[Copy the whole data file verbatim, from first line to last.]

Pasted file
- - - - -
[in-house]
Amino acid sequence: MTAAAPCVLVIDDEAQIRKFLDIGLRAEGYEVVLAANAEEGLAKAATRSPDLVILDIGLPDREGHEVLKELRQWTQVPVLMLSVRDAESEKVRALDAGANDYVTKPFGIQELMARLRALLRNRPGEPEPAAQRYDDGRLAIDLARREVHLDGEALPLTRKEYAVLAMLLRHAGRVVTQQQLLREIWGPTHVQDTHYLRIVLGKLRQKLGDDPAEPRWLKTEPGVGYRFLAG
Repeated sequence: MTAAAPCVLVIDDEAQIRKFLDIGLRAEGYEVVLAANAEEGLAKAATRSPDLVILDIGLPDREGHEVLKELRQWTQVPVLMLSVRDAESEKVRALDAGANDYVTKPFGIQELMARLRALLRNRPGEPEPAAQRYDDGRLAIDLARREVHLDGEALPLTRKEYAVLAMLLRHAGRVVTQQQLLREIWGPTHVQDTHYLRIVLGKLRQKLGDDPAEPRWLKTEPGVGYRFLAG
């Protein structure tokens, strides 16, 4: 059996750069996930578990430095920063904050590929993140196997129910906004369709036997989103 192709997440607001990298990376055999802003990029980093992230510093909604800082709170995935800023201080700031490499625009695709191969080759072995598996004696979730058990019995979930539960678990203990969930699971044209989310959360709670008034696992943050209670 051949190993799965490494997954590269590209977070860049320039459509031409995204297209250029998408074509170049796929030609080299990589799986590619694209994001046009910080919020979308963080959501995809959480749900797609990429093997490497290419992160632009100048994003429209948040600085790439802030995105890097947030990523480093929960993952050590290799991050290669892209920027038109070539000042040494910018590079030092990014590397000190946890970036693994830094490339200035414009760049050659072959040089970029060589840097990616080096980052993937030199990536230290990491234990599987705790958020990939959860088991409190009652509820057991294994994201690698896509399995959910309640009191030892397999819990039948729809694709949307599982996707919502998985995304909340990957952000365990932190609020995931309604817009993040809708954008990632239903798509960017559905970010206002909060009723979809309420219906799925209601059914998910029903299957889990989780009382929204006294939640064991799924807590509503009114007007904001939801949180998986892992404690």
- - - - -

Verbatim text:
[in-house]
Amino acid sequence: MTAAAPCVLVIDDEAQIRKFLDIGLRAEGYEVVLAANAEEGLAKAATRSPDLVILDIGLPDREGHEVLKELRQWTQVPVLMLSVRDAESEKVRALDAGANDYVTKPFGIQELMARLRALLRNRPGEPEPAAQRYDDGRLAIDLARREVHLDGEALPLTRKEYAVLAMLLRHAGRVVTQQQLLREIWGPTHVQDTHYLRIVLGKLRQKLGDDPAEPRWLKTEPGVGYRFLAG
Repeated sequence: MTAAAPCVLVIDDEAQIRKFLDIGLRAEGYEVVLAANAEEGLAKAATRSPDLVILDIGLPDREGHEVLKELRQWTQVPVLMLSVRDAESEKVRALDAGANDYVTKPFGIQELMARLRALLRNRPGEPEPAAQRYDDGRLAIDLARREVHLDGEALPLTRKEYAVLAMLLRHAGRVVTQQQLLREIWGPTHVQDTHYLRIVLGKLRQKLGDDPAEPRWLKTEPGVGYRFLAG
């Protein structure tokens, strides 16, 4: 059996750069996930578990430095920063904050590929993140196997129910906004369709036997989103 192709997440607001990298990376055999802003990029980093992230510093909604800082709170995935800023201080700031490499625009695709191969080759072995598996004696979730058990019995979930539960678990203990969930699971044209989310959360709670008034696992943050209670 051949190993799965490494997954590269590209977070860049320039459509031409995204297209250029998408074509170049796929030609080299990589799986590619694209994001046009910080919020979308963080959501995809959480749900797609990429093997490497290419992160632009100048994003429209948040600085790439802030995105890097947030990523480093929960993952050590290799991050290669892209920027038109070539000042040494910018590079030092990014590397000190946890970036693994830094490339200035414009760049050659072959040089970029060589840097990616080096980052993937030199990536230290990491234990599987705790958020990939959860088991409190009652509820057991294994994201690698896509399995959910309640009191030892397999819990039948729809694709949307599982996707919502998985995304909340990957952000365990932190609020995931309604817009993040809708954008990632239903798509960017559905970010206002909060009723979809309420219906799925209601059914998910029903299957889990989780009382929204006294939640064991799924807590509503009114007007904001939801949180998986892992404690």